The Senate on Wednesday sent House Speaker Kris Steele’s corrections policy measure back to the House after scrapping one of its key components. House Bill 2131 passed 44-3 after senators removed its proposal to change the state’s default criminal sentencing structure from consecutive to concurrent terms. Sen. Patrick Anderson, R-Enid, the bill’s Senate author, said he reluctantly removed the concurrent sentencing proposal after being told prosecutors and judges were concerned about whether it would be effective. “We’re going to fight that battle another day,” Anderson said. “We had to make a change to keep the bill moving.”

Read more from this NewsOK article at

See also: Oklahoma Senate OKs life in prison for cooking hashish from NewsOK

Property tax curb will appear on ballot in 2012

The state House of Representatives gave final legislative approval Wednesday to a proposed constitutional amendment that would limit property tax assessment increases to 3 percent on owner-occupied homes and agricultural land. House Joint Resolution 1002 passed 77-16, sending it to a vote of the people. The proposal should appear on the 2012 general election ballot as State Question 758, the Oklahoma Secretary of State’s Office said. Kenny Chuculate, deputy director of the Oklahoma Tax Commission, said a state analysis of the impact of a 3 percent assessment limit shows that it would result in $6.5 million less property tax revenue growth statewide.

Read more from this Tulsa World article at

Previously: Should Oklahoma expand its property tax caps and exemptions? from the OK Policy Blog

City budget subject to many factors

As officials went over the proposed fiscal year 2012 budget during a recent meeting, it became clear that Norman’s financial health relies on several things largely beyond the city’s control. The budget estimates sales tax growth of 4.6 percent for the year, but also calls for the continued freezing of merit and cost-of-living raises. Finance Director Anthony Francisco said the proposed budget left him feeling a great deal of trepidation, noting the budget is based on nearly 5 percent growth in sales tax. Francisco said there are several factors that could impact sales tax and spending within the city, including rising health care costs, more online purchases going untaxed, and inadequate job growth.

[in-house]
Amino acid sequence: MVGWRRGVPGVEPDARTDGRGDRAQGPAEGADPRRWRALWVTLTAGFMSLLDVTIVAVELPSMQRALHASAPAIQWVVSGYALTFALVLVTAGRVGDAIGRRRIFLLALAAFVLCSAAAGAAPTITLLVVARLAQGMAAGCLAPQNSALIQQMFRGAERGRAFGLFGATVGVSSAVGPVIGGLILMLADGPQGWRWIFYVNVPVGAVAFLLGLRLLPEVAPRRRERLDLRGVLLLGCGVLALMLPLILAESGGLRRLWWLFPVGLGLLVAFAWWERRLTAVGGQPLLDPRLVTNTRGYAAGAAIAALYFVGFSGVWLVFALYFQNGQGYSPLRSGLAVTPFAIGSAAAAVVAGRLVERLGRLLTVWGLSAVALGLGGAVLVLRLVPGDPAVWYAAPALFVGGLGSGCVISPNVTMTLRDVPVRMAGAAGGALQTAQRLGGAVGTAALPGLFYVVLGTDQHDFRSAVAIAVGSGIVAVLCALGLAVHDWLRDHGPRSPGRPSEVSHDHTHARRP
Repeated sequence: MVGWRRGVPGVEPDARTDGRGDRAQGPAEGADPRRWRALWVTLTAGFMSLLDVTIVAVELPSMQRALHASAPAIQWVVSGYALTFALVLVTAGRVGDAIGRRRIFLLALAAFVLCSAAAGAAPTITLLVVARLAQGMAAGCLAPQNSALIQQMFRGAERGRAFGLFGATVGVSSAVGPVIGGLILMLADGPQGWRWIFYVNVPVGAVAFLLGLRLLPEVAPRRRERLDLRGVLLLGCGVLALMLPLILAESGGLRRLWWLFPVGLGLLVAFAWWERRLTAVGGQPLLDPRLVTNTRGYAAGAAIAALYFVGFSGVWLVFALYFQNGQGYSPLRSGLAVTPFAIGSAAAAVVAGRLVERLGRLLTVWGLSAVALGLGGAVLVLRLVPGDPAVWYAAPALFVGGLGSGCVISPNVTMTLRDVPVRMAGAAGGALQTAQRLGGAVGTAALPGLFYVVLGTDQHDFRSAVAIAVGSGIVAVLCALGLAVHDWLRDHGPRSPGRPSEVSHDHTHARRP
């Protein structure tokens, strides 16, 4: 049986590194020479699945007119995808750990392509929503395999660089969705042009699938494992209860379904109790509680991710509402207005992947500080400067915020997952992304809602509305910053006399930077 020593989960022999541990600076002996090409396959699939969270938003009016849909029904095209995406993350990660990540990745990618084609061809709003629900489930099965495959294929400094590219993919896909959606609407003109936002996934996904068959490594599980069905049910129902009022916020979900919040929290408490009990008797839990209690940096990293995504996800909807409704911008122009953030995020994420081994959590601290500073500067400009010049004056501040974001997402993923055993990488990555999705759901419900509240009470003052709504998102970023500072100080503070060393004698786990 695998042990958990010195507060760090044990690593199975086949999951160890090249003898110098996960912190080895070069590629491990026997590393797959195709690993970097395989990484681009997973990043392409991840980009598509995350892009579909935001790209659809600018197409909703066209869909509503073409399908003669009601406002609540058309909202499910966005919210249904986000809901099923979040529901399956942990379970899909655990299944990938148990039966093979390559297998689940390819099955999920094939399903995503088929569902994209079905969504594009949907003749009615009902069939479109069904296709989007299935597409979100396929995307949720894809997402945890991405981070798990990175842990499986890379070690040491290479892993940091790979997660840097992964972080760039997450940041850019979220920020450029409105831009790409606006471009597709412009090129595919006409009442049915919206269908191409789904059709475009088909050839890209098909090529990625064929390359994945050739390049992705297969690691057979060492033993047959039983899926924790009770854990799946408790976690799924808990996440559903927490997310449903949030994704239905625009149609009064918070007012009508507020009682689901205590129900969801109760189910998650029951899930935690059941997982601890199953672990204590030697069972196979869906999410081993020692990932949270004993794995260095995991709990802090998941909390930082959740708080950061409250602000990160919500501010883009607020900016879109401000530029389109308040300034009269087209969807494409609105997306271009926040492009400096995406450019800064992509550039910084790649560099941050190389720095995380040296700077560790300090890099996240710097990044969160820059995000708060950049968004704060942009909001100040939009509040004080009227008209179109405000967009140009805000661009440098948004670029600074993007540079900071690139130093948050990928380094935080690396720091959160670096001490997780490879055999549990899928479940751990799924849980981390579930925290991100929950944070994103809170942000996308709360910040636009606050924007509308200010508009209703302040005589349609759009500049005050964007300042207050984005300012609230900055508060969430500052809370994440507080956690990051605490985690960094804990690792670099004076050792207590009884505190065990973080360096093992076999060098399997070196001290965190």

Read more from this Norman Transcript article at

Previously: Unfair, inefficient, and bad for business: Why Oklahoma needs sales tax reform from the OK Policy Blog

Only one out of nine regents attends hearing on state tuition

Only one of the nine members of the Oklahoma State Regents for Higher Education was present at the tuition hearing Wednesday at the Presbyterian Research Park in Oklahoma City — State Regent John Massey of Durant. “Essentially, the other regents just weren’t able to attend today,” said Ben Hardcastle, spokesman for the State Regents. “[The meeting] did meet all of the statutory requirements.” Hardcastle said it was a process that started on the campuses and included a variety of inputs. Hardcastle could not cite another instance in which only one regent attended a public hearing on tuition and fees, but he didn’t think it should be interpreted as a lack of concern, he said.

Read more from this OU Daily article at

Upcoming event: Webinar on financial education in public schools, April 29

Oklahoma Assets will host the second in a series of webinars on asset-building next Friday, April 29th from 10:00 to 11:00am CDT.  The 60 minute webinar, ‘Financial Education in Our Public Schools: Oklahoma’s Passport to Personal Financial Literacy,’ will explore financial education as an asset-building strategy, Oklahoma’s legislation requiring financial education to be taught in our public schools, its requirements and how it is being implemented in the state.  You can register for the webinar by clicking here.

Read more from the OK Policy Blog at

Small group of the conservatives joining with Democrats to defeat emergency clause on many bills